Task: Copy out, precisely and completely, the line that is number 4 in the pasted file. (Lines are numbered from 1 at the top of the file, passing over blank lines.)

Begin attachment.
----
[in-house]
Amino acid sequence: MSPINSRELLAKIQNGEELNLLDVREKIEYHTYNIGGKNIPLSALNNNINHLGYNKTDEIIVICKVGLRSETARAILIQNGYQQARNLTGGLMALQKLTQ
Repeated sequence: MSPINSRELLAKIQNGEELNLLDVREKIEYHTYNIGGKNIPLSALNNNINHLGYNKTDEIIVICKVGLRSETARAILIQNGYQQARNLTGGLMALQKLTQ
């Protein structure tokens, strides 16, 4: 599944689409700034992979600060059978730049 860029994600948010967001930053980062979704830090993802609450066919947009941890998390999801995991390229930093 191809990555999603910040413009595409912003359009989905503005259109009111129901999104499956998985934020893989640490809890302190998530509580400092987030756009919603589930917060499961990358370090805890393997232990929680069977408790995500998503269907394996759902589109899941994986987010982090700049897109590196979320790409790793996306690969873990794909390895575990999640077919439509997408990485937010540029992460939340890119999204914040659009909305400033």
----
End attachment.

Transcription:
């Protein structure tokens, strides 16, 4: 599944689409700034992979600060059978730049 860029994600948010967001930053980062979704830090993802609450066919947009941890998390999801995991390229930093 191809990555999603910040413009595409912003359009989905503005259109009111129901999104499956998985934020893989640490809890302190998530509580400092987030756009919603589930917060499961990358370090805890393997232990929680069977408790995500998503269907394996759902589109899941994986987010982090700049897109590196979320790409790793996306690969873990794909390895575990999640077919439509997408990485937010540029992460939340890119999204914040659009909305400033």